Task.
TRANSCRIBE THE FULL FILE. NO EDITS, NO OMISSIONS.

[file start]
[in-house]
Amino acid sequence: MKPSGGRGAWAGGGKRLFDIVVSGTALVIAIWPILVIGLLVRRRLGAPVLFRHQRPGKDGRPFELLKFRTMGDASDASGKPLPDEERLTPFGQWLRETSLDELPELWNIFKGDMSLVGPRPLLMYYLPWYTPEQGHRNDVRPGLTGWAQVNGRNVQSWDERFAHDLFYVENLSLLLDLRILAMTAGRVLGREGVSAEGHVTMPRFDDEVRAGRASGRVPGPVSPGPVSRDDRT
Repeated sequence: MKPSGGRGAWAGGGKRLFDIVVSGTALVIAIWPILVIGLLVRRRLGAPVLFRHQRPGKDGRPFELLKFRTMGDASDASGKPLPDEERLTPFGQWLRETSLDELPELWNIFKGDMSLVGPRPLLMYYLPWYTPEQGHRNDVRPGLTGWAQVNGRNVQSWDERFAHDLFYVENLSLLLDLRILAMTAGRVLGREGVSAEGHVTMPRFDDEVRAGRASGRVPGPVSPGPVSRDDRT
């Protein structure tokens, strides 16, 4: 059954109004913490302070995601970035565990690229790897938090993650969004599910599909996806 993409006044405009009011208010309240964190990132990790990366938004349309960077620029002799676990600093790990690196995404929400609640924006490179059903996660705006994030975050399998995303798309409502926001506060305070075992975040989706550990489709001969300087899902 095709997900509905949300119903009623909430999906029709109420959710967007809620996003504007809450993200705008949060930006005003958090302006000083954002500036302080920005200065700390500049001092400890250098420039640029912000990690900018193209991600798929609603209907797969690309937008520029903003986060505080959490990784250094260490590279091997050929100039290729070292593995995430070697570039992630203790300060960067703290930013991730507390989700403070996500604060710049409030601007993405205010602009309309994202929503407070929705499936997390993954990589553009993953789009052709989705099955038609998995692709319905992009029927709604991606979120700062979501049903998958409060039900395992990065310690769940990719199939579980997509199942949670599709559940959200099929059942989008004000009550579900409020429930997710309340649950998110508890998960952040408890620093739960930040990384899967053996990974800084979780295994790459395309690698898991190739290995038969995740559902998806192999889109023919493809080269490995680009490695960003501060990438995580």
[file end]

[in-house]
Amino acid sequence: MKPSGGRGAWAGGGKRLFDIVVSGTALVIAIWPILVIGLLVRRRLGAPVLFRHQRPGKDGRPFELLKFRTMGDASDASGKPLPDEERLTPFGQWLRETSLDELPELWNIFKGDMSLVGPRPLLMYYLPWYTPEQGHRNDVRPGLTGWAQVNGRNVQSWDERFAHDLFYVENLSLLLDLRILAMTAGRVLGREGVSAEGHVTMPRFDDEVRAGRASGRVPGPVSPGPVSRDDRT
Repeated sequence: MKPSGGRGAWAGGGKRLFDIVVSGTALVIAIWPILVIGLLVRRRLGAPVLFRHQRPGKDGRPFELLKFRTMGDASDASGKPLPDEERLTPFGQWLRETSLDELPELWNIFKGDMSLVGPRPLLMYYLPWYTPEQGHRNDVRPGLTGWAQVNGRNVQSWDERFAHDLFYVENLSLLLDLRILAMTAGRVLGREGVSAEGHVTMPRFDDEVRAGRASGRVPGPVSPGPVSRDDRT
């Protein structure tokens, strides 16, 4: 059954109004913490302070995601970035565990690229790897938090993650969004599910599909996806 993409006044405009009011208010309240964190990132990790990366938004349309960077620029002799676990600093790990690196995404929400609640924006490179059903996660705006994030975050399998995303798309409502926001506060305070075992975040989706550990489709001969300087899902 095709997900509905949300119903009623909430999906029709109420959710967007809620996003504007809450993200705008949060930006005003958090302006000083954002500036302080920005200065700390500049001092400890250098420039640029912000990690900018193209991600798929609603209907797969690309937008520029903003986060505080959490990784250094260490590279091997050929100039290729070292593995995430070697570039992630203790300060960067703290930013991730507390989700403070996500604060710049409030601007993405205010602009309309994202929503407070929705499936997390993954990589553009993953789009052709989705099955038609998995692709319905992009029927709604991606979120700062979501049903998958409060039900395992990065310690769940990719199939579980997509199942949670599709559940959200099929059942989008004000009550579900409020429930997710309340649950998110508890998960952040408890620093739960930040990384899967053996990974800084979780295994790459395309690698898991190739290995038969995740559902998806192999889109023919493809080269490995680009490695960003501060990438995580």